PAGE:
Cook over low heat for 10 minutes. Add garlic and cook for another 5 minutes or until onions start to brown. Add the chopped tomatoes and liquid, oregano and pepper. Place chicken pieces on the sauce.
Cover and bring to a boil. Reduce to a simmer and cook 40 minutes. Remove feta from water and arrange on top of chicken.
Cover and cook for another 15 minutes.
So the pasta dish is pretty basic, just spaghetti with some butter and shredded Romano. The recipe calls for a Greek cheese named Kefalotyri, however I couldn’t track any down but I checked in at the local Oliver’s Market which has an on staff Cheese Master, I’m not sure what her title is but she knows cheese like a Sommelier knows Wine, she did some research and found out that it is similar in taste and nature to Romano, but is less salty, nonetheless, I used some Romano.
1 lb Spaghetti or other pasta
1/2 lb Butter
1/2 c Kefalotyri or Parmesan-(Grated)
Fill a large deep pot 3/4 full with water. Add salt and bring to a rolling boil. Add pasta slowly, without breaking the boil. Cook 10 minutes. Place a colander in sink and turn pasta into it. Rinse under hot running water, allowing the water to drain through the spaghetti. Heat the butter in a small saucepan to a honey brown. Watch it carefully for these minutes; it burns quickly and suddenly. Return spaghetti to large pot and dribble hot butter over it. Sprinkle with half the cheese and toss gently to mix. Transfer to a large ovenproof platter, sprinkle top with more cheese and bake for 10 minutes at 350 F. Serve hot.
Here’s where I tried something that is way out of the norm. This didn’t really turn out all that great, but it sounded good so it was worth a try. I’m not sure what is missing or what but I think perhaps some more flour might actually help it a bit. Regardless, here’s the recipe I used.
1/2 cup Flour
1 1/2 teaspoons Baking powder
1 teaspoon Salt
1 1/2 cups Kefalotyri cheese — cubed
1 teaspoon Parsley — minced
Butter for frying
Beat eggs well; add flour sifted with baking powder and salt. Add parsley and cubed cheese. Mix together well. Brown in butter in frying pan, and drop in the batter, a spoonful at a time, to fry. Keep the heat regulated so puffs do not burn. When they are lightly brown, turn carefully, with slotted spoon, without peiercing, and drain on absorbent paper. Serve hot.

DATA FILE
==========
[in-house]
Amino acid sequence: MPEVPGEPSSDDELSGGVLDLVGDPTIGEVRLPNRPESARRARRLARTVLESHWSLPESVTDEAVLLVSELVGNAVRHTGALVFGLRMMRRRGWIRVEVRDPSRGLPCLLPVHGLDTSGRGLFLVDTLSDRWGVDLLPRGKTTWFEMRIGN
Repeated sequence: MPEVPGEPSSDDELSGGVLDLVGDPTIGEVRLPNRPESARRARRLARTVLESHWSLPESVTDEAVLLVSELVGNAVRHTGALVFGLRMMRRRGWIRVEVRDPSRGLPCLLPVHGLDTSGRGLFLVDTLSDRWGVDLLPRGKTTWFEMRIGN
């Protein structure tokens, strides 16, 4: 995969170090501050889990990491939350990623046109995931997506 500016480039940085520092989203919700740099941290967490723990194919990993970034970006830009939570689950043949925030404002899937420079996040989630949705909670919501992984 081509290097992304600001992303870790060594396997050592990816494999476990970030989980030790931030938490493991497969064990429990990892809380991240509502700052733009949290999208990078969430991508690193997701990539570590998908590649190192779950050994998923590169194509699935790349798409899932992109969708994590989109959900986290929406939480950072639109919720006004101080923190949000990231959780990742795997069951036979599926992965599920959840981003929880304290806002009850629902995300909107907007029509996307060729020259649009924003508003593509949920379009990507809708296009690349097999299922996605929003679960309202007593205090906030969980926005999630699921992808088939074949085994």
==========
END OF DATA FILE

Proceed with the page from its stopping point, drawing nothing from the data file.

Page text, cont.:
I received a sample of wines from Santorini, and paired this dinner with ΓABAΛA from Santorini (I have no idea how to say what the name of the wine is, it’s Greek to me, I think it’s pronounced Gah-vah-las). Regardless of how to pronounce the name all you need to know is that it is a great match and really tasty. Look for a review soon!
The verdict on dinner was a mixed review, the wife wasn’t terribly keen, I thought it turned out really nice. The tomato and feta cheese add tartness and the wine is really complimentary with these flavors. So give it a try. Opa! (no plates were injured in the making of this Thursday Night’s Dinner)
Not Bad for a Thursday Night #13 – Saturday Summer School Edition #1
Wow. What a week. One full week off from school and back into the action, 3 days a week. So basically I had a short chance to catch my breath after this spring semester then dove right back in… Someone told me they think I’m motivated, I would beg to differ, I think I may just be insane.
Regardless of all of this, I need to cook some good food and relax at the same time so for tonight’s Thursday Night Dinner (Saturday) I have for you Rotisserie Chicken and Pasta Salad paired with Verdejo.